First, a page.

syntax philosophy

Diez B. Roggisch deets_noospaam at
Mon Nov 17 23:06:03 CET 2003


> But I'm surprised at what you apparently have to go through to do
> something as common as counting the frequency of elements in a
> collection. For example, counting word frequency in a file in Perl
> means looping over all the words with the following line:
> $histogram{$word}++;

Is this all thats needed - or is it actually something like this:

for $word in $words:

(I've never used perl, so I blatantly mix python/perl syntax here - but I
think you'll understand anyway :))

> Since I'm trying to choose a good Swiss-Army-knife programming
> language, I'm wondering if this Python histogram technique is the sort
> of thing that bothers Pythonistas and gets cleaned up in subsequent
> versions because it violates Python's "philosophy" or whether, on the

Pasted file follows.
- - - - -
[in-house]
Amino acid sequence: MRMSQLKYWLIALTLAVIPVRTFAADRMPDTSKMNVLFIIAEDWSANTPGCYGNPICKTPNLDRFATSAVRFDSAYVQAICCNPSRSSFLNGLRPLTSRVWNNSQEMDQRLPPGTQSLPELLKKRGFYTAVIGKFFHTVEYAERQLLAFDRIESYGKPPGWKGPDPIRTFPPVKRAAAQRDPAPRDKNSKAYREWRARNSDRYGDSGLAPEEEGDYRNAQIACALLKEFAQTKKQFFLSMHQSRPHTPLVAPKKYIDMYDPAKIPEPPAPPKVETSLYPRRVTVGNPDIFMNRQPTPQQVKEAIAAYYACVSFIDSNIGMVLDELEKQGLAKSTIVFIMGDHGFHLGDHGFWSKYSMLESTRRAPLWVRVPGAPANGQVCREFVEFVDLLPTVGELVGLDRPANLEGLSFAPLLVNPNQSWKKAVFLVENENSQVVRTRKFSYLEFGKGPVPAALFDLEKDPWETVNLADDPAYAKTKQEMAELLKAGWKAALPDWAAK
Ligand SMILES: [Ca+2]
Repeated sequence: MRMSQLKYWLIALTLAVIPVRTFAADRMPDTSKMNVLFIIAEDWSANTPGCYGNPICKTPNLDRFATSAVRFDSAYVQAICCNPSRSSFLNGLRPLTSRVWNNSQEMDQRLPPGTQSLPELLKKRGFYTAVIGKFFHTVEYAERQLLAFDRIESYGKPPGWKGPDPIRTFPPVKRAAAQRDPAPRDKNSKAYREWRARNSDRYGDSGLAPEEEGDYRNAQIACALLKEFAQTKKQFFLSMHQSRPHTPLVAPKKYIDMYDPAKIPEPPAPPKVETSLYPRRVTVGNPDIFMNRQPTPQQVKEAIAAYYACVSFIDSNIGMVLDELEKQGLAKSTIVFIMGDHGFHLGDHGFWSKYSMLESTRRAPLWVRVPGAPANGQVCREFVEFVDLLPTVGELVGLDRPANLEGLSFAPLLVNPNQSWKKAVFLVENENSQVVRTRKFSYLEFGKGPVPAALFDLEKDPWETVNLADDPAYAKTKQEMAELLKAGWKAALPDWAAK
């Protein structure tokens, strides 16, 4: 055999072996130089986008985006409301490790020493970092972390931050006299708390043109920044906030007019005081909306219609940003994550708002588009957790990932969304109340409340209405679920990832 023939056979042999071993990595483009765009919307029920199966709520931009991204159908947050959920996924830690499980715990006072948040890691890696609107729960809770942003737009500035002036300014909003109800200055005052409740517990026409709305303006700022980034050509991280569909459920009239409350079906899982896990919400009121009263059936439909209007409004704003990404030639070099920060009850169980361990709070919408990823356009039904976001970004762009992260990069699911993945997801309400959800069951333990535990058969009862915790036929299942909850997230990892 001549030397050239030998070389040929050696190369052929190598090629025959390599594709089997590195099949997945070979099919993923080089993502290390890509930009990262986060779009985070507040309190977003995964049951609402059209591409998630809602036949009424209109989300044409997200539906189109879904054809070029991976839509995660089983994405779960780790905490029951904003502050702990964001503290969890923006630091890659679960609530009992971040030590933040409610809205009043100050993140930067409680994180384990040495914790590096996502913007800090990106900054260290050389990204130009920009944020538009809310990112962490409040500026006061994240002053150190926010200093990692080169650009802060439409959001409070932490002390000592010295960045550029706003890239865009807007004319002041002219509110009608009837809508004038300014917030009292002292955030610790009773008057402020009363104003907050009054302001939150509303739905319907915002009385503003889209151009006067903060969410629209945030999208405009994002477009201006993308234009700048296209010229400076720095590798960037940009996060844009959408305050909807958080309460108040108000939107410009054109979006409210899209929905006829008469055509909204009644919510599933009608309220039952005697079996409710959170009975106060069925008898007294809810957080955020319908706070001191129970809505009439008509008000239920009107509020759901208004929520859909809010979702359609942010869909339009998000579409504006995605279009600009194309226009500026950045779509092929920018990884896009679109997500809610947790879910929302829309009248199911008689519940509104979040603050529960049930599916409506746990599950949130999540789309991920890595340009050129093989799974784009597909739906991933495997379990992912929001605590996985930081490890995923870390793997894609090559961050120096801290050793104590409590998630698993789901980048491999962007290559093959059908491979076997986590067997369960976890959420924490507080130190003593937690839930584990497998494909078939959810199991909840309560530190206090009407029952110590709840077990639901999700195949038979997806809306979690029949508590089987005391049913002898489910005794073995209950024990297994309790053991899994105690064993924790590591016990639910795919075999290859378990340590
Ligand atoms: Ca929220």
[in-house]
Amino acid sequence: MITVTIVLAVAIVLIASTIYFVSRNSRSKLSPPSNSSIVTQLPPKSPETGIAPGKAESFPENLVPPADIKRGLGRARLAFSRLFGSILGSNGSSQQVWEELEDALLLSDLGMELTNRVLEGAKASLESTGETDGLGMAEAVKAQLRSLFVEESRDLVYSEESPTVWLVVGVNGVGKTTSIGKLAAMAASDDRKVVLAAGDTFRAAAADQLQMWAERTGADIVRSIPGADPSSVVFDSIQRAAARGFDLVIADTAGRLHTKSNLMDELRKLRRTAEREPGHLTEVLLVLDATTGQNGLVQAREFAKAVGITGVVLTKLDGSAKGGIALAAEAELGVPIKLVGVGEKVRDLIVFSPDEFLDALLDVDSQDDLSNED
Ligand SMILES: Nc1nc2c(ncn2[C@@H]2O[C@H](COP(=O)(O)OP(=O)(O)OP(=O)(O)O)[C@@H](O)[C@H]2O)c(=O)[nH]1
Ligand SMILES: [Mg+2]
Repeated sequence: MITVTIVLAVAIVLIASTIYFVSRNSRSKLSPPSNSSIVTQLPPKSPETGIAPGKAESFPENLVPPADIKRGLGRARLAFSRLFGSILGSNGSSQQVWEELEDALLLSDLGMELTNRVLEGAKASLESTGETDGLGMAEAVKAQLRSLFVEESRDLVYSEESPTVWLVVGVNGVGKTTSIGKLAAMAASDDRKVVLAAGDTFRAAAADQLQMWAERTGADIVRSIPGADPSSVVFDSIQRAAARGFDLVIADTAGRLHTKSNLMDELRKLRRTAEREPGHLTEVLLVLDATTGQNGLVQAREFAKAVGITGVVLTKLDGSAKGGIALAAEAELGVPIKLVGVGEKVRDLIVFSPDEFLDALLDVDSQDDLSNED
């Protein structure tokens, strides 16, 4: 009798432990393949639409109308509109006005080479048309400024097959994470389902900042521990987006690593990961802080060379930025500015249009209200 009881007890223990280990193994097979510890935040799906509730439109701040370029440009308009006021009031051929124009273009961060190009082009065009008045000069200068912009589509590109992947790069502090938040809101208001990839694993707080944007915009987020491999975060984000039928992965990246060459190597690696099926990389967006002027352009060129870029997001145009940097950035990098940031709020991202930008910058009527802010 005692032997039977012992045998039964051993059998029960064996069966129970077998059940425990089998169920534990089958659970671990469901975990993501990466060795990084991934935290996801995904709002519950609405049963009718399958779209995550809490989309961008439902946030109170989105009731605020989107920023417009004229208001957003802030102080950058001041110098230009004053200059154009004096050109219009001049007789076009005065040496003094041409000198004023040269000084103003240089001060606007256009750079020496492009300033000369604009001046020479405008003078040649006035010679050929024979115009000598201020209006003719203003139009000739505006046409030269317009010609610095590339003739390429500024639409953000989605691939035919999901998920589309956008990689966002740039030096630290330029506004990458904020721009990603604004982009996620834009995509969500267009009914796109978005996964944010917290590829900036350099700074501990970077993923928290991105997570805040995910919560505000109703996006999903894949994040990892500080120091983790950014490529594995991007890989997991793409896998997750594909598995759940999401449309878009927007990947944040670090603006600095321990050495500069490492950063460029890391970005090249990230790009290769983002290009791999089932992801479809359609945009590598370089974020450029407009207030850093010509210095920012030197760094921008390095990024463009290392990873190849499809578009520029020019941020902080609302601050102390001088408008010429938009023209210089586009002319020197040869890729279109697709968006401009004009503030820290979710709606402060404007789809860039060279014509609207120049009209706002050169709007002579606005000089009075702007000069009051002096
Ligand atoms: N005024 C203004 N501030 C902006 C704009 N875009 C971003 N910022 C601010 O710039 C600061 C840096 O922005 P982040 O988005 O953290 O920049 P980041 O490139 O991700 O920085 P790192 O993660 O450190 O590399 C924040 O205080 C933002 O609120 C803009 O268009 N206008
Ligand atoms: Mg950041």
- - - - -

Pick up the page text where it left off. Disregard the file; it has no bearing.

> contrary, it's just the way Pythonistas like to do things and is a
> fair representation of what the community (or Guido) wants the
> language to be.

>From what I understand in your example, the power of perl for this example
comes from its untypedness - having an unbound variable histrogram and
accessing it with the {}-operator seems to implicitly make it an
dictionary. The same seems true for accessing an nonexistant key - it
doesn't provoke an exception, instead it returns nothing (is there a
keyword/constant for that?) - and obviously the plus-operator implicitly
casts that to a 0, so it can perform the addition.

You won't see this in python - as python is a strong-typed
programming-language. Thats not to be confused beeing a static typed
language - which it is not.

So, to answer your question - I think thats the way we like it :) After all,
you can always put your code into a histogram-function and call that -
which I don't find too much work ;-) 



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